Vectors in C++

Filed Under: C++
Cpp Vector

A Vectors in C++ is an array-like container that can change dynamically in size. Being a part of the C++ STL, a Vector can support various dynamic array operations.


Overview of Vectors in C++

Vectors, being similar to arrays, are stored in contiguous memory locations. This means that the access time is very quick.

Vectors use a dynamically allocated array, which means that it must be reallocated if it ever reaches its limit.

This reallocation operation is a bit expensive, which is the one disadvantage of Vectors.

The below image shows a scenario where the Vector reallocation occurs.

The original vector (<1, 2>) with a capacity of 2, is now resized dynamically to a capacity of 4 before a third element can be added to the now-empty locations.

Vector Reallocation
Vector Reallocation

Create a Vector in C++

To use this container, we must first include the header file vector.

#include <vector>

We can now create a new vector using :

std::vector<type> a;

Here, <type> can refer to any data type, such as int, float, char, etc.

We can also directly assign elements during initialization.

#include <vector>

using namespace std;

vector<int> a = {1, 2, 3, 4};

This will create an integer vector initialized to <1, 2, 3, 4>. So the first element is 1, and the last element is 4.

Now that we have our vector, let’s look at some of the vector operations involving it.


Vector operations in C++

There are various methods that we can use on the vector container, some of them being:

Iterator Methods

  • begin() -> Returns an iterator to the beginning
  • end() -> Returns an iterator to the end
  • rbegin() -> Returns a reverse iterator to the reverse beginning
  • rend() -> Returns a reverse iterator to the reverse end

Here is an example showing the above methods. We cannot directly print a vector using cout, and must access elements of a vector in a for loop.

Iterators can be used for this purpose.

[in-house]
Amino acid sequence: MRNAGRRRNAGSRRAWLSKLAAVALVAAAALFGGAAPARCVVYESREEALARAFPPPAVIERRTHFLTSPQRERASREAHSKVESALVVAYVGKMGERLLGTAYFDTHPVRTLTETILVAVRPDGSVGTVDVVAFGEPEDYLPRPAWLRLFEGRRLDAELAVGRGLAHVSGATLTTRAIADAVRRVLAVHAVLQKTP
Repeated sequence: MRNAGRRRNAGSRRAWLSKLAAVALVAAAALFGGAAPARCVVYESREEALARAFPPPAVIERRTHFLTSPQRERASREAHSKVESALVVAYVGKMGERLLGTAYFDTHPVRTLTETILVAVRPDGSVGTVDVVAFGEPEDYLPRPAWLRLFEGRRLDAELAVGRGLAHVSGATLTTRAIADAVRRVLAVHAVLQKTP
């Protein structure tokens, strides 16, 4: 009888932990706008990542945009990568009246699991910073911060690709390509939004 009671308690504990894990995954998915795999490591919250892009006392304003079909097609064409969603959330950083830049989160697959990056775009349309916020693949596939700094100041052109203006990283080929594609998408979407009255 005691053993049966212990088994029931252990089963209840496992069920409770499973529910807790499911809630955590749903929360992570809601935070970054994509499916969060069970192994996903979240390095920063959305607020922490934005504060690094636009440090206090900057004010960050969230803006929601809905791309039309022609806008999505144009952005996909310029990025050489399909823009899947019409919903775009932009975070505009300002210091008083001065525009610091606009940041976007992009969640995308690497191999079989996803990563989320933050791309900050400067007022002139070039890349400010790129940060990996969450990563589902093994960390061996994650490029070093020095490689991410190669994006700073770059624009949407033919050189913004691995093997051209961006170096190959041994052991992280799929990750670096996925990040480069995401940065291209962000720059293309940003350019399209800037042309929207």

#include <iostream>
#include <vector>

using namespace std;

int main() {
    vector<int> a = {1, 2, 3, 4};
    for (auto it = a.begin(); it != a.end(); it++)
        cout << *it << " ";
    return 0;
}

Output

1 2 3 4 

Similarly, we can print the vector in reverse, using rbegin() and rend().

#include <iostream>
#include <vector>

using namespace std;

int main() {
    vector<int> a = {1, 2, 3, 4};
    for (auto it = a.rbegin(); it != a.rend(); it++)
        cout << *it << " ";
    return 0;
}

Output

4 3 2 1 

Capacity methods

  • size() -> Returns the size
  • max_size() -> Returns the maximum size that can be allocated
  • resize(SIZE) -> Resizes the vector to SIZE elements
  • capacity() -> Returns the size of the allocated memory capacity
  • empty() -> Checks if the vector is empty
#include <iostream>
#include <vector>

using namespace std;

int main() {
    vector<int> a = {1, 2, 3, 4, 5, 6};

    for (auto it = a.begin(); it != a.end(); it++)
        cout << *it << " ";
    cout << endl;
    
    cout << "Is the vector empty? " << (a.empty() ? "Yes" : "No") << endl;
    cout << "Size: " << a.size() << endl;
    cout << "Capacity: " << a.capacity() << endl;
    cout << "Maximum Size: " << a.max_size() << endl;

    // Let's resize the vector to 4
    a.resize(4);
    
    cout << "Vector after resize(): \n";

    for (auto it = a.begin(); it != a.end(); it++)
        cout << *it << " ";
    
    cout << endl;

    return 0;
}

Output

1 2 3 4 5 6 
Is the vector empty? No
Size: 6
Capacity: 6
Maximum Size: 2305843009213693951
Vector after resize(): 
1 2 3 4 

Element Access methods

  • Using [] operator. Same as for arrays.
  • at(INDEX) -> Access an element at position INDEX
  • front() -> Access the first element
  • back() -> Access the last element
#include <iostream>
#include <vector>

using namespace std;

int main() {
    vector<int> a = {1, 2, 3, 4, 5, 6};

    cout << "Access using []:\n";
    for (unsigned int i=0; i<a.size(); i++)
        cout << a[i] << " ";
    cout << endl;

    cout << "Access using at():\n";
    for (unsigned int i=0; i<a.size(); i++)
        cout << a.at(i) << " ";
    cout << endl;

    cout << "First Element: " << a.front() << endl;
    cout << "Last Element: " << a.back() << endl;

    return 0;
}

Output

Access using []:
1 2 3 4 5 6 
Access using at():
1 2 3 4 5 6 
First Element: 1
Last Element: 6

Modifier methods

  • push_back() -> Add element at the end
  • pop_back() -> Delete the last element
  • clear() -> Clear content
#include <iostream>
#include <vector>

using namespace std;

int main() {
    vector<int> a = {1, 2, 3, 4, 5, 6};

    a.push_back(7);
    a.push_back(8);

    cout << "vector after push_back():\n";
    for(unsigned int i=0; i<a.size(); i++)
        cout << a[i] << " ";
    cout << endl;
    

    a.pop_back();

    cout << "vector after pop_back():\n";
    for(unsigned int i=0; i<a.size(); i++)
        cout << a[i] << " ";

    return 0;
}

As you can see, we do some push and pop operations on the vector to dynamically change the size. This shows the dynamic nature of vectors.

vector after push_back():
1 2 3 4 5 6 7 8 
vector after pop_back():
1 2 3 4 5 6 7

References


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